Carol Burton, the choir teacher at Seattle’s Garfield High who was fired for violating field-trip rules, will get her job back.

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After a nine-month ordeal during which she lost her job as Garfield High’s choir teacher, students protested her termination and she fought her dismissal in court, Carol Burton plans to be back at Garfield at 7 a.m. Monday.

Burton, fired in August because she violated the district’s field-trip rules, learned Tuesday that a King County judge has ordered Seattle Public Schools to reinstate her.

Burton, 51, has admitted she made mistakes on the New Orleans excursion in March 2015 but didn’t think they should cost her her job. On Tuesday evening, she said she had thought her chances of reinstatement were thin.

Superintendent Larry Nyland fired Burton after a district investigation showed she and other chaperones drank alcohol and failed to keep male and female students out of each other’s hotel rooms. Burton admitted she consumed 2½ alcoholic drinks during the five-day trip, and she questioned the district’s policy on hotel-room visits.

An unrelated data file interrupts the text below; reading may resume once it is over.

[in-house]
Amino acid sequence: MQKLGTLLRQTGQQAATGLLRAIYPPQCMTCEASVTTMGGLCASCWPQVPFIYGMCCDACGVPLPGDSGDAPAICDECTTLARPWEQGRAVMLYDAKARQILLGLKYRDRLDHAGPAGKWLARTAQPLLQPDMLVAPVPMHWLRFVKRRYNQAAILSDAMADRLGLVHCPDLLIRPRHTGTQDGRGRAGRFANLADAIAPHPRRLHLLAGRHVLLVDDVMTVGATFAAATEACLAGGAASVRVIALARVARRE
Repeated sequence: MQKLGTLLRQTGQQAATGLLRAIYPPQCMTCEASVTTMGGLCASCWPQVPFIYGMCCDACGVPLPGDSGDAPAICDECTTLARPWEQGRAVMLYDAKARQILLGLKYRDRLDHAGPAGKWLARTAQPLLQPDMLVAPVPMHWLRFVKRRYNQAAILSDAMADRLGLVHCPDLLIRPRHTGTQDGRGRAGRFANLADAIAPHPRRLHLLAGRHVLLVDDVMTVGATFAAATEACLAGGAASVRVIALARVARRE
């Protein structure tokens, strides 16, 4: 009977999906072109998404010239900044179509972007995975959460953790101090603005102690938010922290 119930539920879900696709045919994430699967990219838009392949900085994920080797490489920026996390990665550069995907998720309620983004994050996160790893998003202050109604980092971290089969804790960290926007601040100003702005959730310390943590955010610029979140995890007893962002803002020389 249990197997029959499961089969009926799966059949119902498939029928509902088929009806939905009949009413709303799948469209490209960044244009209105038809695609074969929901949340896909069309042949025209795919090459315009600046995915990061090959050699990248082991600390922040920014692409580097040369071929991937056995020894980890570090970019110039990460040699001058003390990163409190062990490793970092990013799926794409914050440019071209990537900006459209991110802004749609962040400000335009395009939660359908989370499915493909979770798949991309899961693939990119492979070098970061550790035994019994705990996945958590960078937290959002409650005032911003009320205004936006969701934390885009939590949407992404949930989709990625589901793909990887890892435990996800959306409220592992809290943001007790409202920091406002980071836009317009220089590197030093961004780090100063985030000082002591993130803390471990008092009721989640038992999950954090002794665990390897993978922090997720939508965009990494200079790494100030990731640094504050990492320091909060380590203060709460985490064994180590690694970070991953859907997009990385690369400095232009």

But Burton and her lawyer have said she was a scapegoat for the district’s own lapses. “The district is at fault here, too,” she said Tuesday.

A male student, who had been expelled from a private Seattle school for inappropriate touching on one of that school’s field trips, allegedly groped two female students during the New Orleans excursion, including on a bus and in their hotel room. District officials knew about the past incident but didn’t tell Garfield administrators or Burton.

Retired Judge George Finkle, who presided over Burton’s termination hearing, wrote that her misconduct was significant, but given her contributions to the Garfield community, her mistakes shouldn’t have resulted in her termination. If he had the option to reduce her punishment, he said he would have imposed a one-year suspension.

The district said it is reviewing the findings to determine what its next steps will be. “We are disappointed that the district’s decision was not upheld,” officials said in a statement. “Ms. Burton was terminated because Seattle Public Schools determined she violated policy, and the district believed it was important to send a clear message that student safety is a top priority.”

Burton said she wants to get back to her students, who have gone through the year with substitute teachers, as soon as possible. She plans to acknowledge her mistakes and answer any questions they may have. And, she added, there’s a spring musical “coming right around the corner.”

At the end of a news conference Tuesday, she whooped and pumped her fists in the air.

“Thank God, it’s over,” she said. “I’m back, baby.”